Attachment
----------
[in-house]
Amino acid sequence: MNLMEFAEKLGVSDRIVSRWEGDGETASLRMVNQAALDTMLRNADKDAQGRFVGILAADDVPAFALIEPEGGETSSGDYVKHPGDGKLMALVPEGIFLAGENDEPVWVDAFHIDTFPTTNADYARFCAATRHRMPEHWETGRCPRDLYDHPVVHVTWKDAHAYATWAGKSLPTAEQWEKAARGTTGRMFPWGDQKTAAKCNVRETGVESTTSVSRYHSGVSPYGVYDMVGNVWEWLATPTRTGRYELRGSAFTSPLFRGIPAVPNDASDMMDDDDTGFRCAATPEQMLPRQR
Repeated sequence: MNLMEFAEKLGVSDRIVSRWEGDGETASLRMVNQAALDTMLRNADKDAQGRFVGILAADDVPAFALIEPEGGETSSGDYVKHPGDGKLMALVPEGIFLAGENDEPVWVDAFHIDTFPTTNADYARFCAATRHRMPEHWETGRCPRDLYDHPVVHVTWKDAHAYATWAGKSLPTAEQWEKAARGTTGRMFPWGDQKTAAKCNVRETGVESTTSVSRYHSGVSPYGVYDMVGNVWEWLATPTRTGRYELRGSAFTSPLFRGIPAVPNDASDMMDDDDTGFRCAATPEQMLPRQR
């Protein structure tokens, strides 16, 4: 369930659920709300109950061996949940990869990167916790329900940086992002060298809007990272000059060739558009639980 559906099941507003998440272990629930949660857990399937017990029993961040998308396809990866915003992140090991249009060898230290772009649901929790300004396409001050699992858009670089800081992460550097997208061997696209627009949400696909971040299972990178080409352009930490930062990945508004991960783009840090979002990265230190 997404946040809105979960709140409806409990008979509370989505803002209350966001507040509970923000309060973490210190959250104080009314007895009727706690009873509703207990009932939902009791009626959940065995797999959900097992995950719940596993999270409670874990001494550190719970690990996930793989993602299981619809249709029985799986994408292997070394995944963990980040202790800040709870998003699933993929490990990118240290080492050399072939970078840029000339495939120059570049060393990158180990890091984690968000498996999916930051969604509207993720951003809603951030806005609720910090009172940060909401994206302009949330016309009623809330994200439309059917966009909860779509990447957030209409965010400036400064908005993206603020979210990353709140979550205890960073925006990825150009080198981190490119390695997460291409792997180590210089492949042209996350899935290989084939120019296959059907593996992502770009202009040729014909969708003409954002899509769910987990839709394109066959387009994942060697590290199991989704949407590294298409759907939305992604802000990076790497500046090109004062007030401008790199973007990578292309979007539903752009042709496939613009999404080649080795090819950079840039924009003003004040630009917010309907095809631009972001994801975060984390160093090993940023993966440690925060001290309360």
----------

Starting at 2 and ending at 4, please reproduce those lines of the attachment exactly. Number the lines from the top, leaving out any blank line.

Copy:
Amino acid sequence: MNLMEFAEKLGVSDRIVSRWEGDGETASLRMVNQAALDTMLRNADKDAQGRFVGILAADDVPAFALIEPEGGETSSGDYVKHPGDGKLMALVPEGIFLAGENDEPVWVDAFHIDTFPTTNADYARFCAATRHRMPEHWETGRCPRDLYDHPVVHVTWKDAHAYATWAGKSLPTAEQWEKAARGTTGRMFPWGDQKTAAKCNVRETGVESTTSVSRYHSGVSPYGVYDMVGNVWEWLATPTRTGRYELRGSAFTSPLFRGIPAVPNDASDMMDDDDTGFRCAATPEQMLPRQR
Repeated sequence: MNLMEFAEKLGVSDRIVSRWEGDGETASLRMVNQAALDTMLRNADKDAQGRFVGILAADDVPAFALIEPEGGETSSGDYVKHPGDGKLMALVPEGIFLAGENDEPVWVDAFHIDTFPTTNADYARFCAATRHRMPEHWETGRCPRDLYDHPVVHVTWKDAHAYATWAGKSLPTAEQWEKAARGTTGRMFPWGDQKTAAKCNVRETGVESTTSVSRYHSGVSPYGVYDMVGNVWEWLATPTRTGRYELRGSAFTSPLFRGIPAVPNDASDMMDDDDTGFRCAATPEQMLPRQR
């Protein structure tokens, strides 16, 4: 369930659920709300109950061996949940990869990167916790329900940086992002060298809007990272000059060739558009639980 559906099941507003998440272990629930949660857990399937017990029993961040998308396809990866915003992140090991249009060898230290772009649901929790300004396409001050699992858009670089800081992460550097997208061997696209627009949400696909971040299972990178080409352009930490930062990945508004991960783009840090979002990265230190 997404946040809105979960709140409806409990008979509370989505803002209350966001507040509970923000309060973490210190959250104080009314007895009727706690009873509703207990009932939902009791009626959940065995797999959900097992995950719940596993999270409670874990001494550190719970690990996930793989993602299981619809249709029985799986994408292997070394995944963990980040202790800040709870998003699933993929490990990118240290080492050399072939970078840029000339495939120059570049060393990158180990890091984690968000498996999916930051969604509207993720951003809603951030806005609720910090009172940060909401994206302009949330016309009623809330994200439309059917966009909860779509990447957030209409965010400036400064908005993206603020979210990353709140979550205890960073925006990825150009080198981190490119390695997460291409792997180590210089492949042209996350899935290989084939120019296959059907593996992502770009202009040729014909969708003409954002899509769910987990839709394109066959387009994942060697590290199991989704949407590294298409759907939305992604802000990076790497500046090109004062007030401008790199973007990578292309979007539903752009042709496939613009999404080649080795090819950079840039924009003003004040630009917010309907095809631009972001994801975060984390160093090993940023993966440690925060001290309360």